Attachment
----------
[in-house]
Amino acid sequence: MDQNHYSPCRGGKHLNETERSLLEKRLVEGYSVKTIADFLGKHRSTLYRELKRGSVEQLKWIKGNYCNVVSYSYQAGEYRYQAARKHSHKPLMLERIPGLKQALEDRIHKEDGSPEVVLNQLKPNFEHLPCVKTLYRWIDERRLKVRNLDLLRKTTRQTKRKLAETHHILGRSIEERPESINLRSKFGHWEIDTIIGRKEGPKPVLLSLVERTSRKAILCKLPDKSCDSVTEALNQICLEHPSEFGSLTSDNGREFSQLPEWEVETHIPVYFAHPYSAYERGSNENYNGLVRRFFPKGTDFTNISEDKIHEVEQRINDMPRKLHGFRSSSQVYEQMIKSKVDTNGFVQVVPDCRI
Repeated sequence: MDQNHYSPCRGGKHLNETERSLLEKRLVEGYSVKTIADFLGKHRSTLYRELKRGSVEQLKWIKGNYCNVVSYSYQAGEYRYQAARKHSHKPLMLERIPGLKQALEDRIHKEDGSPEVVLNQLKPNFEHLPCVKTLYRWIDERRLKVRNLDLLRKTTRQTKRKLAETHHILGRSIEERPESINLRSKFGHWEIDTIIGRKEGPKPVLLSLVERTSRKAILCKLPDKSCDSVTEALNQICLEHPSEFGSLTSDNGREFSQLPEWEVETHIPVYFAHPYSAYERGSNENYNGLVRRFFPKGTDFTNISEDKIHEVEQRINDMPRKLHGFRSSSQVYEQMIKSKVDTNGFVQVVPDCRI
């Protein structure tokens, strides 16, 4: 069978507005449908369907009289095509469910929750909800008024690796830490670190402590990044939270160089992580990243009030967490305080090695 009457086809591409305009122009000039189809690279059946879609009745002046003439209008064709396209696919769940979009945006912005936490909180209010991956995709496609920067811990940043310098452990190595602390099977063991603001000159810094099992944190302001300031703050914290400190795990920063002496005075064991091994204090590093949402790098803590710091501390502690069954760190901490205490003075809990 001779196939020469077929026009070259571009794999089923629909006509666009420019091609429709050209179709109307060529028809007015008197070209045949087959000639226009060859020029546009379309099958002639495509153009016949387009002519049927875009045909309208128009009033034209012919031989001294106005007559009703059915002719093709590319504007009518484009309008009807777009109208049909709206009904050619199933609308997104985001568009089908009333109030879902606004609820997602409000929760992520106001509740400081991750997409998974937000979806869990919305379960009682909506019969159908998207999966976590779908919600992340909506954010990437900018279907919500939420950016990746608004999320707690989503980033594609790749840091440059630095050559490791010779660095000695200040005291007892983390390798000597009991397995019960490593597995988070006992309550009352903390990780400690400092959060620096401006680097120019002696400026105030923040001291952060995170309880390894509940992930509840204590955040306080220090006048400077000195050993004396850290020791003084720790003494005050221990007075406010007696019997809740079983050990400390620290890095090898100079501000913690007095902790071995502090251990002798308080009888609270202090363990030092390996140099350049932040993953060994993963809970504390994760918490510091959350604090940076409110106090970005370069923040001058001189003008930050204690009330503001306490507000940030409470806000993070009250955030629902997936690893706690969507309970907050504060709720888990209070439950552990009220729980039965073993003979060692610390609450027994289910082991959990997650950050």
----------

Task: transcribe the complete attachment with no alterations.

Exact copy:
[in-house]
Amino acid sequence: MDQNHYSPCRGGKHLNETERSLLEKRLVEGYSVKTIADFLGKHRSTLYRELKRGSVEQLKWIKGNYCNVVSYSYQAGEYRYQAARKHSHKPLMLERIPGLKQALEDRIHKEDGSPEVVLNQLKPNFEHLPCVKTLYRWIDERRLKVRNLDLLRKTTRQTKRKLAETHHILGRSIEERPESINLRSKFGHWEIDTIIGRKEGPKPVLLSLVERTSRKAILCKLPDKSCDSVTEALNQICLEHPSEFGSLTSDNGREFSQLPEWEVETHIPVYFAHPYSAYERGSNENYNGLVRRFFPKGTDFTNISEDKIHEVEQRINDMPRKLHGFRSSSQVYEQMIKSKVDTNGFVQVVPDCRI
Repeated sequence: MDQNHYSPCRGGKHLNETERSLLEKRLVEGYSVKTIADFLGKHRSTLYRELKRGSVEQLKWIKGNYCNVVSYSYQAGEYRYQAARKHSHKPLMLERIPGLKQALEDRIHKEDGSPEVVLNQLKPNFEHLPCVKTLYRWIDERRLKVRNLDLLRKTTRQTKRKLAETHHILGRSIEERPESINLRSKFGHWEIDTIIGRKEGPKPVLLSLVERTSRKAILCKLPDKSCDSVTEALNQICLEHPSEFGSLTSDNGREFSQLPEWEVETHIPVYFAHPYSAYERGSNENYNGLVRRFFPKGTDFTNISEDKIHEVEQRINDMPRKLHGFRSSSQVYEQMIKSKVDTNGFVQVVPDCRI
């Protein structure tokens, strides 16, 4: 069978507005449908369907009289095509469910929750909800008024690796830490670190402590990044939270160089992580990243009030967490305080090695 009457086809591409305009122009000039189809690279059946879609009745002046003439209008064709396209696919769940979009945006912005936490909180209010991956995709496609920067811990940043310098452990190595602390099977063991603001000159810094099992944190302001300031703050914290400190795990920063002496005075064991091994204090590093949402790098803590710091501390502690069954760190901490205490003075809990 001779196939020469077929026009070259571009794999089923629909006509666009420019091609429709050209179709109307060529028809007015008197070209045949087959000639226009060859020029546009379309099958002639495509153009016949387009002519049927875009045909309208128009009033034209012919031989001294106005007559009703059915002719093709590319504007009518484009309008009807777009109208049909709206009904050619199933609308997104985001568009089908009333109030879902606004609820997602409000929760992520106001509740400081991750997409998974937000979806869990919305379960009682909506019969159908998207999966976590779908919600992340909506954010990437900018279907919500939420950016990746608004999320707690989503980033594609790749840091440059630095050559490791010779660095000695200040005291007892983390390798000597009991397995019960490593597995988070006992309550009352903390990780400690400092959060620096401006680097120019002696400026105030923040001291952060995170309880390894509940992930509840204590955040306080220090006048400077000195050993004396850290020791003084720790003494005050221990007075406010007696019997809740079983050990400390620290890095090898100079501000913690007095902790071995502090251990002798308080009888609270202090363990030092390996140099350049932040993953060994993963809970504390994760918490510091959350604090940076409110106090970005370069923040001058001189003008930050204690009330503001306490507000940030409470806000993070009250955030629902997936690893706690969507309970907050504060709720888990209070439950552990009220729980039965073993003979060692610390609450027994289910082991959990997650950050």